Page 2/2 - Posted January 28, 2011
Penguins take life and death in stride
When a mate returns to the nest a barrage of vocalization greets her. Scientific papers say it is for mate recognition. However, I know what it’s like to be hungry, grumpy and left home alone taking care of the chicks all day.
Perhaps the communication goes along the lines of “Where have you been” or “You have been gone too long,” “Did you bring home enough food for everyone?” When the returning mate finally settles onto the nest, releasing the tired, hungry adult, the exchange continues with more chorus. “You are standing on the chicks,” “You are too far over there,” “Move your foot here.”
I like to believe their exchange is more than merely recognition, as these birds interact with their mates through the exhaustive work of raising chicks.
Penguins also yell at the kids. When my children were babies they could do no wrong, but by the time they were toddlers, rules and restrictions began to apply: crossing the street was not allowed. A newly hatched Adélie chick is helpless and spends much of its time under the body of the adult. By the time they are two weeks old, the world outside the nest looks exciting, and forays to the edge of the rock circle has appeal.
But predatorial skuas and cold are ever present, and these chicks can’t defend themselves from either. Adults communicate loudly to their chicks and work them back into safety. As the chicks become older and bolder, adults must continue to beckon them back.
Penguins clean up around the house. A pile of rocks is a castle to an Adélie, and maintenance is never ending. Tidying up around the nest is a constant battle, as rocks roll out, fall out, are kicked out, or stolen and need to be replaced. Before leaving on a foraging trip, a male will bring rocks one at a time to the nest, as if bringing a precious stone to its mate. He gently lays it near the nest for her to arrange as she wishes. Perhaps to promise, “I will return,” as he goes off to find food.
There is one penguin family per nest, with nests arranged in neighborhoods. Nesting territory is respected, and violators are punished. But once away from home, penguins are gregarious and group oriented. Personal space becomes non-existent, and group dynamics are always entertaining.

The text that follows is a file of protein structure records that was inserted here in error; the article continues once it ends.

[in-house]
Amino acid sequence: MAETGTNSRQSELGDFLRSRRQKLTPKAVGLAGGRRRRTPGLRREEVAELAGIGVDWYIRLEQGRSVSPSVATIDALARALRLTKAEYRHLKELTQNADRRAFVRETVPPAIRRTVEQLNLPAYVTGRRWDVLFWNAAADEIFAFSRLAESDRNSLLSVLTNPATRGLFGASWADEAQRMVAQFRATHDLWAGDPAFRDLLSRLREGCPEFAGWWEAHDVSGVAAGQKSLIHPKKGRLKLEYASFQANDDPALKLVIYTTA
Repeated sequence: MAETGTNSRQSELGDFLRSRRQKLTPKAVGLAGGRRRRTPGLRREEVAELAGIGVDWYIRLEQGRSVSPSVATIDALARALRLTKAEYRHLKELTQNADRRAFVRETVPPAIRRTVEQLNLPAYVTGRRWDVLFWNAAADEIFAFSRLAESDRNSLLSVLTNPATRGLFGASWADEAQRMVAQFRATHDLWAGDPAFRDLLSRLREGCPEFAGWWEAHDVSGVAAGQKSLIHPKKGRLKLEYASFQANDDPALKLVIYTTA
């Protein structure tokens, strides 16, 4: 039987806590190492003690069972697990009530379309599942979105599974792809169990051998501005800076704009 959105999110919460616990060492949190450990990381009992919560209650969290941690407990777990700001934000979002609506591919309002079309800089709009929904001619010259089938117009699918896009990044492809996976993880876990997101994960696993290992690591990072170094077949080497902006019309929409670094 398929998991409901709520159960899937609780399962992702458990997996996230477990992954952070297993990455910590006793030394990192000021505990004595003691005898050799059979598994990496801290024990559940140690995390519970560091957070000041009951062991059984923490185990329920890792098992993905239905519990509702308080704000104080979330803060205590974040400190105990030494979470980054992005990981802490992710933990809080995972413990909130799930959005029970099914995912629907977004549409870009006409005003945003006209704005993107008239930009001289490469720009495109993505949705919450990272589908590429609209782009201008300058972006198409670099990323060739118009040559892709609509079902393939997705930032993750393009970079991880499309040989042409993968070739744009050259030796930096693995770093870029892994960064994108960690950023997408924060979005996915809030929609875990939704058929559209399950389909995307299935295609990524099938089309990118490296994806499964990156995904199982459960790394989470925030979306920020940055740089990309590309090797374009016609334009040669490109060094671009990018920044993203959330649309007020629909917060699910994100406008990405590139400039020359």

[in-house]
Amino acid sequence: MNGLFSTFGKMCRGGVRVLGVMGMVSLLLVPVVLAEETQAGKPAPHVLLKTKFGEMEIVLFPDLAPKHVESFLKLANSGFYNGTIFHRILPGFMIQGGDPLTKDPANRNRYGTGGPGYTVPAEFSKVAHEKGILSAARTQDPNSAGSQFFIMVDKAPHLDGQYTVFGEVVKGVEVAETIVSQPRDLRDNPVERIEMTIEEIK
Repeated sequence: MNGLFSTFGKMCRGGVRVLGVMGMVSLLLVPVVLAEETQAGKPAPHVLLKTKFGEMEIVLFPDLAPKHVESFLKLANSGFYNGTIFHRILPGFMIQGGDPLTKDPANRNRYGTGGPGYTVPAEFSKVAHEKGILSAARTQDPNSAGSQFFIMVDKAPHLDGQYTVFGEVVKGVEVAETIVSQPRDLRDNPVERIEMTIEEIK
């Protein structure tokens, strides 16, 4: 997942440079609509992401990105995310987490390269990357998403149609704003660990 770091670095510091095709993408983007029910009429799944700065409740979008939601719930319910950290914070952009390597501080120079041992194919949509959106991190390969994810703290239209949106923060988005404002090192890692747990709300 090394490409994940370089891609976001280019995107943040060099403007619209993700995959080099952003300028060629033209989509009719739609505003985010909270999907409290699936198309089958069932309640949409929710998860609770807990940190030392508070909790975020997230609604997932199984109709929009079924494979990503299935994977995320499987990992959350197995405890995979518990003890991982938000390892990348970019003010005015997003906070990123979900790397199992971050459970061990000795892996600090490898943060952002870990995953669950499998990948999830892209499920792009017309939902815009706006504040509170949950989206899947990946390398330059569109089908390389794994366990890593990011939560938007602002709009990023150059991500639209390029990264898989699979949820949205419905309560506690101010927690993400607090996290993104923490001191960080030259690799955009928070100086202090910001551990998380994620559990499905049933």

Food is in the ocean, but so is danger in the form of leopard seals. At the sea ice edge, no one wants to go in alone or be the first. Large numbers gather near the edge, and there is always a great deal of chattering and jostling as the group determines the time of entry. Hours of watching have not revealed what causes the group to dive in. But when they do, it is en mass. Does one push another, does one fall, or does one take the brave and daring lead, causing the others to follow blindly?
Following a self-proclaimed leader, assuming his decision was in your best interest, has always been part of a group dynamic. Here, as everywhere, there is a bunch of noise.
One astoundingly quiet event in the life of penguins is loss. Adélies fiercely defend their nest and offspring, but eggs roll out or get broken, and skuas covertly steal eggs and chicks. When catastrophe occurs, and the nest is empty, there is neither nary a peep nor a cry.
Feathers are fluffed, then smoothed, and the adults get on with the business of living. Sometimes they linger at the nest site for a day or two, but do not seem to mourn the efforts of a season lost. However, not deterred from the genetic program they run, they will return next year to do it all over again.
Who is like whom? It’s the penguin-human dilemma. Penguins have been around longer than we have. If there had been a witness a million years ago, would she have seen their behavior as a preview of what humans would become rather than a mirror of what we are now?
If our societies were scrutinized side by side, how would humans favor? These birds are masters in their environment, yet do no damage, supreme in their ability to survive. They harm no one, fiercely defend their families, yet take loss in stride and move on.
I still get the feeling I am watching them for the first time. And always learning.
Jean Pennycook works to bring the world of Antarctica, scientific research and penguins to classrooms around the world through her education outreach activities. She is currently an Einstein Fellow at the National Science Foundation. She works with a team led by David Ainley, an ecologist with H.T. Harvey & Associates. Learn more about their research at www.penguinscience.com.Back 1 2
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